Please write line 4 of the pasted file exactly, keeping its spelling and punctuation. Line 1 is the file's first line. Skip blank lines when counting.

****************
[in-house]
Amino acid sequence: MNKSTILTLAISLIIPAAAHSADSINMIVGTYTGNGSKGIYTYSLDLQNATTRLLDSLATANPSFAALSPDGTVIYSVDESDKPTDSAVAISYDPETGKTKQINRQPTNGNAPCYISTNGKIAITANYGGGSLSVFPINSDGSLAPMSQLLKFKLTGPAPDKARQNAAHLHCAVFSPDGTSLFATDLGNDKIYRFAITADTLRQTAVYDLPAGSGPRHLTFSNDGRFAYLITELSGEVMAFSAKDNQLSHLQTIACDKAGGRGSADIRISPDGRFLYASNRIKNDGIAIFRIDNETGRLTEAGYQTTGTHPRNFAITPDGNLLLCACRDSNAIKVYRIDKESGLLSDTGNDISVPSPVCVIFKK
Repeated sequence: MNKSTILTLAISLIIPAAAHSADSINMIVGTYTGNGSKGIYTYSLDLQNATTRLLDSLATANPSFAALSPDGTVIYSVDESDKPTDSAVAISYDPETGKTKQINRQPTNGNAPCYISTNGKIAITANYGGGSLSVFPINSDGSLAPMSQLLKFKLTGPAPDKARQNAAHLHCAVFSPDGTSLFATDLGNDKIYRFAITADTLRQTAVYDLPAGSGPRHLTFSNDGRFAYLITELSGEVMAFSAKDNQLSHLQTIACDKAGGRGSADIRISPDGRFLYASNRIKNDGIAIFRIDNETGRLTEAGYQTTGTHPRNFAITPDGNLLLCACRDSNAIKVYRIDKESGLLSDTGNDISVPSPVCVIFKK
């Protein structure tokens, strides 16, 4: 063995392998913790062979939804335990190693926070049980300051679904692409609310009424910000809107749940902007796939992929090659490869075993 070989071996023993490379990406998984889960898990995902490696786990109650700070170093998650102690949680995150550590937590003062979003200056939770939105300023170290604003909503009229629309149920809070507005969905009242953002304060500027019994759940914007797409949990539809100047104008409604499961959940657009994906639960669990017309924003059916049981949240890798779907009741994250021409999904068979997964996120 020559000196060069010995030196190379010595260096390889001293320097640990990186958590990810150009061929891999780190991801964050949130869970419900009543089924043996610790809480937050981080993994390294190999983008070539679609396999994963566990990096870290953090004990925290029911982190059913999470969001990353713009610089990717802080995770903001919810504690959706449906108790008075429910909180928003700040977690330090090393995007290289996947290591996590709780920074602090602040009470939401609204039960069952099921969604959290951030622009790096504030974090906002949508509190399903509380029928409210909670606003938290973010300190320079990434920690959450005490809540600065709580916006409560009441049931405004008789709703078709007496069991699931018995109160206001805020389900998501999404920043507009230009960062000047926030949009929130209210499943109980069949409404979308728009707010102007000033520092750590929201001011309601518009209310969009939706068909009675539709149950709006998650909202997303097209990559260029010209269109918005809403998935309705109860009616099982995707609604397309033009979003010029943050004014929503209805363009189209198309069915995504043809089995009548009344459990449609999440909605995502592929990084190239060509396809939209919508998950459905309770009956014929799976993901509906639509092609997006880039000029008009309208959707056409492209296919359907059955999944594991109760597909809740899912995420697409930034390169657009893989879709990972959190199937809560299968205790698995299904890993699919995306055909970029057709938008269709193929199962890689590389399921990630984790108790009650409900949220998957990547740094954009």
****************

């Protein structure tokens, strides 16, 4: 063995392998913790062979939804335990190693926070049980300051679904692409609310009424910000809107749940902007796939992929090659490869075993 070989071996023993490379990406998984889960898990995902490696786990109650700070170093998650102690949680995150550590937590003062979003200056939770939105300023170290604003909503009229629309149920809070507005969905009242953002304060500027019994759940914007797409949990539809100047104008409604499961959940657009994906639960669990017309924003059916049981949240890798779907009741994250021409999904068979997964996120 020559000196060069010995030196190379010595260096390889001293320097640990990186958590990810150009061929891999780190991801964050949130869970419900009543089924043996610790809480937050981080993994390294190999983008070539679609396999994963566990990096870290953090004990925290029911982190059913999470969001990353713009610089990717802080995770903001919810504690959706449906108790008075429910909180928003700040977690330090090393995007290289996947290591996590709780920074602090602040009470939401609204039960069952099921969604959290951030622009790096504030974090906002949508509190399903509380029928409210909670606003938290973010300190320079990434920690959450005490809540600065709580916006409560009441049931405004008789709703078709007496069991699931018995109160206001805020389900998501999404920043507009230009960062000047926030949009929130209210499943109980069949409404979308728009707010102007000033520092750590929201001011309601518009209310969009939706068909009675539709149950709006998650909202997303097209990559260029010209269109918005809403998935309705109860009616099982995707609604397309033009979003010029943050004014929503209805363009189209198309069915995504043809089995009548009344459990449609999440909605995502592929990084190239060509396809939209919508998950459905309770009956014929799976993901509906639509092609997006880039000029008009309208959707056409492209296919359907059955999944594991109760597909809740899912995420697409930034390169657009893989879709990972959190199937809560299968205790698995299904890993699919995306055909970029057709938008269709193929199962890689590389399921990630984790108790009650409900949220998957990547740094954009």